Labour launches bid to give all students portable computers

By Brendan Manning, Claire Trevett

Free education is a priceless social policy fundamental to the equal opportunity NZ aspires to provide. Photo / APN
Free education is a priceless social policy fundamental to the equal opportunity NZ aspires to provide. Photo / APN

Labour leader David Cunliffe says Labour will ensure all school children from Year 5 to 13 have their own personal tablet or netbook by 2017 under a plan estimated to cost $109 million over three years.

Mr Cunliffe outlined the new education policy at the Labour's Congress this morning in Wellington.

For those schools that opt in, the policy would require parents to pay about $3.50 a week to pay off the cost of the device, estimated at about $600 each - and the Government would put in a $100 kickstart payments. The device would belong to the child after it was paid off.

For the poorest families which could not afford the payments there would be a $5 million hardship fund to call on. Teachers would also be given training in how to get most use out of the devices through a $25 million programme in 2016 and 2017.

Mr Cunliffe said the latest Census showed about 15% of homes with school aged children did not have access to the internet - Labour's policy would include working with schools to ensuring students could also access the internet on their devices while not at school.
It is based on the Manaiakalani Trust programme in Tamaki, which works with 12 lower decile schools to provide students with a netbook and 24/7 access to the internet.

Labour's costing show the capital cost of the policy would be $11 million in 2015/16 and $12 million the year after that - although it will also look for private partners to help finance the costs of the devices.

The operating cost is expected to be $19 million in its first year, rising to $41 in 2016/16 and $26 million in 2017/18, including the kickstart payments, hardship fund and provision to write off or chase up debt.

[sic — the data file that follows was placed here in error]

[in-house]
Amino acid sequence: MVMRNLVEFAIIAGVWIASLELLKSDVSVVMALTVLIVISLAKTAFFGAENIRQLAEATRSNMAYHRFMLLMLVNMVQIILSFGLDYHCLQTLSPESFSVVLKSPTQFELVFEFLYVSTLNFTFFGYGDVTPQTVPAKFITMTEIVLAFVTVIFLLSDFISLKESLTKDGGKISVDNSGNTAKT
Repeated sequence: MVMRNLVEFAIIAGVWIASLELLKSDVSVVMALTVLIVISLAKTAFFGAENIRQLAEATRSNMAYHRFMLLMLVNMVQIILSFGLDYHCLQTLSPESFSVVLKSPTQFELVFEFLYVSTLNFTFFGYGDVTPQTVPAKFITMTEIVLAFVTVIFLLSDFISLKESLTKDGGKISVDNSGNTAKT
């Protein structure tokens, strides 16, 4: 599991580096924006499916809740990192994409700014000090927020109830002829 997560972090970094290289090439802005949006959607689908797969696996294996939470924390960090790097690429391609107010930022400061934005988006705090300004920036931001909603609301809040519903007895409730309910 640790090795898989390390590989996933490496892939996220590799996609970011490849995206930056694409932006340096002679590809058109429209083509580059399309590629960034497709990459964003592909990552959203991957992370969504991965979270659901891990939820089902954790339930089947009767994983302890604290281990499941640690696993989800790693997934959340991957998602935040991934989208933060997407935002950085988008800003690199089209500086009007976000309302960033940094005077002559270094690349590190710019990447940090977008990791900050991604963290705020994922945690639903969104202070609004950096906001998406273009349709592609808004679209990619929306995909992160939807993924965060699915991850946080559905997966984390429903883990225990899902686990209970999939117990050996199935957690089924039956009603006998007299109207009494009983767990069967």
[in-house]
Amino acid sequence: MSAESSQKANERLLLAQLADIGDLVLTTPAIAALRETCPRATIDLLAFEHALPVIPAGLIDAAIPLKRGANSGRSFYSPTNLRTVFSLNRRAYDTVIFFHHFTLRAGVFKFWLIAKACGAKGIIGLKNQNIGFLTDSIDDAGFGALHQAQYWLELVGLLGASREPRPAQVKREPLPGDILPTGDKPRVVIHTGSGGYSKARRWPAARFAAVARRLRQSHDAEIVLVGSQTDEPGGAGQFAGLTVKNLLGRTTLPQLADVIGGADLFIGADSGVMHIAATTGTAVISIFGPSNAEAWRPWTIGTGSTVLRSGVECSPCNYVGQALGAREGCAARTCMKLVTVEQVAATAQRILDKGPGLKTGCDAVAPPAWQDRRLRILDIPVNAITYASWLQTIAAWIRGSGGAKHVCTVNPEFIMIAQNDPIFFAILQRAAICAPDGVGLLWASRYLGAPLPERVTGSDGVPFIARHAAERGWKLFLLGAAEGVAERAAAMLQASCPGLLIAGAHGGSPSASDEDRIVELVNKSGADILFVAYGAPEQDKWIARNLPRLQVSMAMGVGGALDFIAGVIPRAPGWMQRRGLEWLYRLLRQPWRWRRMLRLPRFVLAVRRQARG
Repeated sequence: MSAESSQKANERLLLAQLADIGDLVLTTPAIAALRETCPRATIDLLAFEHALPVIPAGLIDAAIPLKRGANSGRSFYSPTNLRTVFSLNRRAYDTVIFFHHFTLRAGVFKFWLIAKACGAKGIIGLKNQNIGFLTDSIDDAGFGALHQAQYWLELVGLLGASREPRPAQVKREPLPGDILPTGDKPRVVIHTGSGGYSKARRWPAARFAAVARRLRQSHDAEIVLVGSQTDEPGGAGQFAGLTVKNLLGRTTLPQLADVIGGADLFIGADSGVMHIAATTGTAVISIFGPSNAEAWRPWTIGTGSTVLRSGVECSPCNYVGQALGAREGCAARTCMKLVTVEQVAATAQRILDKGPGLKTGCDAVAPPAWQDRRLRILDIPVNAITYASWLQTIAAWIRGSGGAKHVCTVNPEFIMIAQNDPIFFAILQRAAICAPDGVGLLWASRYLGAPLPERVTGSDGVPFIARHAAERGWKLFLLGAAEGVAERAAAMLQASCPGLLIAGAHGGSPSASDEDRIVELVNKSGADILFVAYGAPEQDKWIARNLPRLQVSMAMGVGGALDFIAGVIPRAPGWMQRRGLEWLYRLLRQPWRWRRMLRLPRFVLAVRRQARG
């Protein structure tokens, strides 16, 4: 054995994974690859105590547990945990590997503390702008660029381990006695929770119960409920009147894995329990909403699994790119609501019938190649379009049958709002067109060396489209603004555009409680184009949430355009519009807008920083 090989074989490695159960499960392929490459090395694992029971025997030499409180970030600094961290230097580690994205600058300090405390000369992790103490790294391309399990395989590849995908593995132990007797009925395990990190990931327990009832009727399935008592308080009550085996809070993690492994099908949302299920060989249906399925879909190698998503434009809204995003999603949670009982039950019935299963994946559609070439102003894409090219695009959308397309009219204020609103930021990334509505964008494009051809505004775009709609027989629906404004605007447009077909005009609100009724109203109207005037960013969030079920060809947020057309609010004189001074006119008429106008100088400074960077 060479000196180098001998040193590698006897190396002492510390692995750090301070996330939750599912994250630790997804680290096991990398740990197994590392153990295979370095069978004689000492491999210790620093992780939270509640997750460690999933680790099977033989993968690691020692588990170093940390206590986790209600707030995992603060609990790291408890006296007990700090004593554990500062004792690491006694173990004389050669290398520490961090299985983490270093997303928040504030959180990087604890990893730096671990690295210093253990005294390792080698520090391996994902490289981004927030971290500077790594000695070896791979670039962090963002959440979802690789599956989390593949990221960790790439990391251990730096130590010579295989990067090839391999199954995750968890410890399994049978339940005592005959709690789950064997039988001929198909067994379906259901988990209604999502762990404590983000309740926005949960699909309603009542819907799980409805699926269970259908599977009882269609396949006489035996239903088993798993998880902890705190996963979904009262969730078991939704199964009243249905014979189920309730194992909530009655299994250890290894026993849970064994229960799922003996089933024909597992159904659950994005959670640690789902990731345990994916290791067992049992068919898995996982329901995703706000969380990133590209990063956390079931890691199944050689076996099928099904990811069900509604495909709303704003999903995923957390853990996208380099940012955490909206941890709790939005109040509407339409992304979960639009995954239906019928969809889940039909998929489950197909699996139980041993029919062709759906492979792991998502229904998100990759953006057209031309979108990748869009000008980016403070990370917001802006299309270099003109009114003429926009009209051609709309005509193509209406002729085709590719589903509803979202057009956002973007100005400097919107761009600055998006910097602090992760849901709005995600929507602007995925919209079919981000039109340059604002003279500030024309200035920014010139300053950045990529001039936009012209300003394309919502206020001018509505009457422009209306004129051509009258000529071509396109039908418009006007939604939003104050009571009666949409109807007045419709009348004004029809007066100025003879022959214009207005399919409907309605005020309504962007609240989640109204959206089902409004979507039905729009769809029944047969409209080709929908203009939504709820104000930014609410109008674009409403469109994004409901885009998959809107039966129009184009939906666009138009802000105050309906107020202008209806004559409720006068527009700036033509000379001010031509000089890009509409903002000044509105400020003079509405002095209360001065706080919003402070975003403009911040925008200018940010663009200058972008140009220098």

The devices would be new and fully insured.

Mr Cunliffe also said he stood by saying he was sorry for being a man yesterday, after the comment attracted ridicule.

Read more: Cunliffe: 'I'm sorry for being a man'

He made the comments at a Women's Refuge forum in Auckland where he said he's sorry that he's a man because men commit most family violence.

"Can I begin by saying I'm sorry," he said.

"I don't often say it. I'm sorry for being a man right now, because family and sexual violence is perpetrated overwhelmingly by men against women and children.

"So the first message to the men out there is: wake up, stand up and man up and stop this bull****!"

On The Nation this morning, Mr Cunliffe said he was proud to be a non-violent man, however no one should be proud of the country's domestic violence statistics.

"Yesterday the message was all about Labour's policy against domestic violence, we've lead that debate and I've stuck my neck out on this.

"I wrote that, and I stand by every word of it."

Mr Key said Mr Cunliffe's comments were insulting to New Zealand men.

"The problem isn't being a man, the problem is if you're an abusive man. I think it's a bit insulting to imply that all men are abusive.

"A small group are, and they need to change their behaviour and be held to account."

Mr Key questioned whether the Labour leader was sincere about the statement.

"Is he going to go down to the local rugby club and get up and say 'I'm sorry for being a man'? I don't think so."

- APNZ

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